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David Bronstein vs Herman Pilnik
Belgrade (1954), Belgrade YUG, rd 5, Oct-??
King's Indian Defense: Averbakh. Benoni Defense Advance Variation (E75)  ·  1-0

ANALYSIS [x]

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Kibitzer's Corner
Oct-29-10
Premium Chessgames Member
  GrahamClayton: I am surprised that I am the first person to kibitz on this game.

Bronstein's pawn sacrifice with 34.b4 is well worth the control of the only open file on the board 37.♕a2.

Oct-30-10  sneaky pete: <Calli> Are you listening?
Nov-01-10  Calli: <Sneaky> Been pretty busy G Neidich vs Marshall, 1920
Oct-27-15  zydeco: It feels like Bronstein played more of these types of games than anybody else - a completely closed position; trench warfare across the entire board - and then he finds a sacrifice somewhere to suddenly get tremendous activity for his pieces.
Oct-28-15
Premium Chessgames Member
  OhioChessFan: A quick play through this nice game and after 26 moves, here's the position:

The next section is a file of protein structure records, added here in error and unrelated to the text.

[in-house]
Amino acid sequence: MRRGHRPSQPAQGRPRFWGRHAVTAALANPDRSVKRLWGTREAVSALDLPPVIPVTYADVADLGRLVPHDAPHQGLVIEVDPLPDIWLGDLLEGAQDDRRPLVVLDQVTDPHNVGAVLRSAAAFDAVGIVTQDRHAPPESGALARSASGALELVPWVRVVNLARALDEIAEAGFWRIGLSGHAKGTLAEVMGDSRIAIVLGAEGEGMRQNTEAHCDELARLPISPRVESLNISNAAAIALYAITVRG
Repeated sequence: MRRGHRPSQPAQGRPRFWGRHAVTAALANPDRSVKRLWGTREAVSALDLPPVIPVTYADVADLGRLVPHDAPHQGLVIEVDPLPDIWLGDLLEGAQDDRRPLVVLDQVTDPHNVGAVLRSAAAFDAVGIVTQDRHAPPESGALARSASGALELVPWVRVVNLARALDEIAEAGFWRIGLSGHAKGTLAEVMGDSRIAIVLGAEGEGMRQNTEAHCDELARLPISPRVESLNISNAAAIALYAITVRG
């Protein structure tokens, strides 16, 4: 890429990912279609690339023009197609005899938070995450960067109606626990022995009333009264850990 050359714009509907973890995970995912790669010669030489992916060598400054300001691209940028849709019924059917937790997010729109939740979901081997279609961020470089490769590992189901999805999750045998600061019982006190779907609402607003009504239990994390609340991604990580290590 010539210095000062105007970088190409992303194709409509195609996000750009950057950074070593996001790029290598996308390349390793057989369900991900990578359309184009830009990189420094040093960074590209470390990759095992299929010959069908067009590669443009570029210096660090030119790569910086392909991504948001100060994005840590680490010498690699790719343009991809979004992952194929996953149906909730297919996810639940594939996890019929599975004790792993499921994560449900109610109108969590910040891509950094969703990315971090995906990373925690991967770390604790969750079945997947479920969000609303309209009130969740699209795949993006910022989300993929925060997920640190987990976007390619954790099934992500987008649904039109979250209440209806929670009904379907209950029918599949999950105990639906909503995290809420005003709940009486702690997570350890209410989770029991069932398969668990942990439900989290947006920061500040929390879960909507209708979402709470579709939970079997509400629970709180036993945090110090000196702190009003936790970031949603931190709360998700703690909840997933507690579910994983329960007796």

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The Pawn formation tells me that White is primed for a Kingside attack. White's DSB is on a nice diagonal, his LSB is on a closed but still nice diagonal and has e2 as a nice spot to reposition, the Queen can get to f3 or g3, the e2 Rook might go to g1 or h1, the a2 Rook can glide over to g2 or h2 if only that g2 Pawn was out of the way. Putting that all together, of course then, g4 is the lever in the position to get things rolling. Let's see how that turns out:

27. Be2, right on plan. 29. g4, right on cue. 30. Raa1 And I missed it completely. This is why I'm a patzer and Bronstein is Bronstein. White had to have seen b4 and an eventual Qa2 for that move to make sense. I am reminded of Nimzo's maxim "We engage one wing, or the obvious weakness in it, and thus draw the other enemy wing out of its reserve, when new weakness will be created on that reserve wing, and so the signal is given for systematic manoeuvring against two weaknesses." White's space advantage is demonstrated to great effect.

After 42 moves, here's the position:


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Now the White Queen has intruded on the a file, the Rooks stand shoulder to shoulder on the a and b files, the DSB bears down on the weakened c Pawn, and the Queen side attack is on in earnest.

After 59 moves:


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White has a 6 Pawn phalanx. Black is down a Pawn, and one is doubled. White's King has worked over to join the battle on the Queen side. White has a winning end game advantage. A beautiful positional masterpiece by Bronstein.

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